Title: Code of the Street 25 Years Later: Lasting Legacies, Empirical Status, and Future Directions
Congratulations to Kenneth Sebastian León, Assistant Professor at LCS and Criminal Justice Program at Rutgers, and Jamie J. Fader, Associate Professor within the Department of Criminal Justice at Temple University, for publishing a new review for the Annual Review of Criminology. This review, published on the twenty-fifth anniversary of the publication of Code of the Street (1999), considers the legacies of Elijah Anderson’s groundbreaking analysis of the interactional rules for negotiating street violence within the context of racism and structural disadvantage in Philadelphia.
Empirical testing has yielded substantial support for Code of the Street’s key arguments. In the process of assessing its generalizability, such scholarship has inadvertently flattened and decontextualized the theory by, for example, reducing it to attitudinal scales. The authors identify a more politically conscious analysis in the original text than it is generally credited with, which we use to argue that “code of the street” has outgrown its reductive categorization as a subcultural theory.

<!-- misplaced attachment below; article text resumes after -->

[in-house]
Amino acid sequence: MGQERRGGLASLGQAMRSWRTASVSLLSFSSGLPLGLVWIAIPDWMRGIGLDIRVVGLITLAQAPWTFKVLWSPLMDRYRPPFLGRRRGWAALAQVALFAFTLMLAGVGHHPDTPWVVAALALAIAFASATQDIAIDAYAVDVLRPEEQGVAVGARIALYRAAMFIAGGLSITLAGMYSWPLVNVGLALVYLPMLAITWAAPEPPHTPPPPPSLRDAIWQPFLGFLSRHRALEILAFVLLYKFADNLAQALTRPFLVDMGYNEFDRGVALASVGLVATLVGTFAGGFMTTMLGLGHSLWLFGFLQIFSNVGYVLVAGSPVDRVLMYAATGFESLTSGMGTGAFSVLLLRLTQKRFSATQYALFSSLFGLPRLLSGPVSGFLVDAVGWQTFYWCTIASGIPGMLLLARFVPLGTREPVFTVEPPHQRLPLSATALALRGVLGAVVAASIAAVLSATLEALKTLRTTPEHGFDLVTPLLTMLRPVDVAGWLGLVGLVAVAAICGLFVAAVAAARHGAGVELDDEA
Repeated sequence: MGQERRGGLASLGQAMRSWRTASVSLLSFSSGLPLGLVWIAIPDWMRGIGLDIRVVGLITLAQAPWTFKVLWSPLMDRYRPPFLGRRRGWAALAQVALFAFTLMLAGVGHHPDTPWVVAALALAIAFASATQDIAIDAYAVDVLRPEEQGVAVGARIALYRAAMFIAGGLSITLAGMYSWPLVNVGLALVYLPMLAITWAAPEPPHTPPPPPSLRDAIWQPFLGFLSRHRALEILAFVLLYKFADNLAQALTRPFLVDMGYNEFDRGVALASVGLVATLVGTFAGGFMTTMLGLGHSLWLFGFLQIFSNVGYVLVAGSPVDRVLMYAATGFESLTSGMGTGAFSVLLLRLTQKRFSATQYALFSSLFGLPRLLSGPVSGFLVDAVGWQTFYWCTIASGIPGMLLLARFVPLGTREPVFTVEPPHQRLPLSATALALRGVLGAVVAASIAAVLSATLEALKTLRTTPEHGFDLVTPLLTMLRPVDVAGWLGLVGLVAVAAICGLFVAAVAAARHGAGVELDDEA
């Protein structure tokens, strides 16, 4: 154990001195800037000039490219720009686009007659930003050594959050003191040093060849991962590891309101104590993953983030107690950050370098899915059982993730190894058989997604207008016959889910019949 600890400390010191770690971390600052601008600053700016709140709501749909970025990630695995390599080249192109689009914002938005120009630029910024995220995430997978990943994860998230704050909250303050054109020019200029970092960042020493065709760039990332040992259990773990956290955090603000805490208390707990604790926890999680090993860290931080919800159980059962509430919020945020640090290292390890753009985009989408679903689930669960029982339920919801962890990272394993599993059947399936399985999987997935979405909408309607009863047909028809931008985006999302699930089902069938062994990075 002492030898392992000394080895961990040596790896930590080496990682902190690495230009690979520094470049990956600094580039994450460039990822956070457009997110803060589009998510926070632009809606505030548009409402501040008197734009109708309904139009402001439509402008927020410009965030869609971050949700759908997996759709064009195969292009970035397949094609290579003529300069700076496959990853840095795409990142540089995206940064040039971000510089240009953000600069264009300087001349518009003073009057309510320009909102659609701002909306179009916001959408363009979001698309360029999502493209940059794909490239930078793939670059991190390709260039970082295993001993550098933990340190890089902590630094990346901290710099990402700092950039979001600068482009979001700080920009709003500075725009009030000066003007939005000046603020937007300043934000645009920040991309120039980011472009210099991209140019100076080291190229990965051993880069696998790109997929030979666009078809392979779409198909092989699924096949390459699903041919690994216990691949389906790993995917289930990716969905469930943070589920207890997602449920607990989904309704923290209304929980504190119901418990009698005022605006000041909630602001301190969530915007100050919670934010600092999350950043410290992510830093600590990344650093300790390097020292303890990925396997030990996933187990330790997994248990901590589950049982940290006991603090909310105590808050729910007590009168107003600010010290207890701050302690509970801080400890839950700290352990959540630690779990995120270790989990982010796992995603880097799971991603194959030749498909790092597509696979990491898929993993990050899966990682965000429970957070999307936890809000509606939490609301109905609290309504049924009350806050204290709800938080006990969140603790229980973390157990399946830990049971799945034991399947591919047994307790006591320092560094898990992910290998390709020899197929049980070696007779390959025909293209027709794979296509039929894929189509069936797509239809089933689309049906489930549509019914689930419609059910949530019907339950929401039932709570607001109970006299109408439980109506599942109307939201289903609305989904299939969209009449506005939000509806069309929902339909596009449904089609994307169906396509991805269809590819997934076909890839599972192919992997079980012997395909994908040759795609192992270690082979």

They conclude that the pressing issue of urban gun violence makes now an ideal time to refresh the theory by resituating it within the contemporary structural and cultural landscape of urban violence, analyze the social-ecological features that shape the normative regulation of violence, and study the prosocial and adaptive features of the code.
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